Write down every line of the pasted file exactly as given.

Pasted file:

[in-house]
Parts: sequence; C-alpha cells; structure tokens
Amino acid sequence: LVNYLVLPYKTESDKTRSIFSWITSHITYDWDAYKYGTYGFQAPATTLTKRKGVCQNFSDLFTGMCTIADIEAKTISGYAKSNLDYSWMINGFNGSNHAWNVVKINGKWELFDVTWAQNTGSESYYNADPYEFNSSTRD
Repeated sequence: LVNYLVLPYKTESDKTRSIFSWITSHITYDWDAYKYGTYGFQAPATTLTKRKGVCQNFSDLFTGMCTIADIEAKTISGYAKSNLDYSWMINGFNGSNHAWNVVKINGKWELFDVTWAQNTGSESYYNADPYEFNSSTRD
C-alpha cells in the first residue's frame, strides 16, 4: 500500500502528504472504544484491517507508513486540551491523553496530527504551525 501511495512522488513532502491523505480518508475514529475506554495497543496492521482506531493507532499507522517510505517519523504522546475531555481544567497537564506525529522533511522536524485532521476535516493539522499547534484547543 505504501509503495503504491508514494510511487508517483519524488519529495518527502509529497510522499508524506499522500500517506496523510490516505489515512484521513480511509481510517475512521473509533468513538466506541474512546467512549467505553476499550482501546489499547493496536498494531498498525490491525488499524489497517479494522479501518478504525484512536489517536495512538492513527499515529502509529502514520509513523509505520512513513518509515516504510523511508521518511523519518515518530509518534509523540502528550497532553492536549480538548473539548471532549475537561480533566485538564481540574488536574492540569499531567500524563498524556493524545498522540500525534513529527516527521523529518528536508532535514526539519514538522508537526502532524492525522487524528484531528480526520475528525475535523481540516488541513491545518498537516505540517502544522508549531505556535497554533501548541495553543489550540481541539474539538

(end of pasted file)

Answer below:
[in-house]
Parts: sequence; C-alpha cells; structure tokens
Amino acid sequence: LVNYLVLPYKTESDKTRSIFSWITSHITYDWDAYKYGTYGFQAPATTLTKRKGVCQNFSDLFTGMCTIADIEAKTISGYAKSNLDYSWMINGFNGSNHAWNVVKINGKWELFDVTWAQNTGSESYYNADPYEFNSSTRD
Repeated sequence: LVNYLVLPYKTESDKTRSIFSWITSHITYDWDAYKYGTYGFQAPATTLTKRKGVCQNFSDLFTGMCTIADIEAKTISGYAKSNLDYSWMINGFNGSNHAWNVVKINGKWELFDVTWAQNTGSESYYNADPYEFNSSTRD
C-alpha cells in the first residue's frame, strides 16, 4: 500500500502528504472504544484491517507508513486540551491523553496530527504551525 501511495512522488513532502491523505480518508475514529475506554495497543496492521482506531493507532499507522517510505517519523504522546475531555481544567497537564506525529522533511522536524485532521476535516493539522499547534484547543 505504501509503495503504491508514494510511487508517483519524488519529495518527502509529497510522499508524506499522500500517506496523510490516505489515512484521513480511509481510517475512521473509533468513538466506541474512546467512549467505553476499550482501546489499547493496536498494531498498525490491525488499524489497517479494522479501518478504525484512536489517536495512538492513527499515529502509529502514520509513523509505520512513513518509515516504510523511508521518511523519518515518530509518534509523540502528550497532553492536549480538548473539548471532549475537561480533566485538564481540574488536574492540569499531567500524563498524556493524545498522540500525534513529527516527521523529518528536508532535514526539519514538522508537526502532524492525522487524528484531528480526520475528525475535523481540516488541513491545518498537516505540517502544522508549531505556535497554533501548541495553543489550540481541539474539538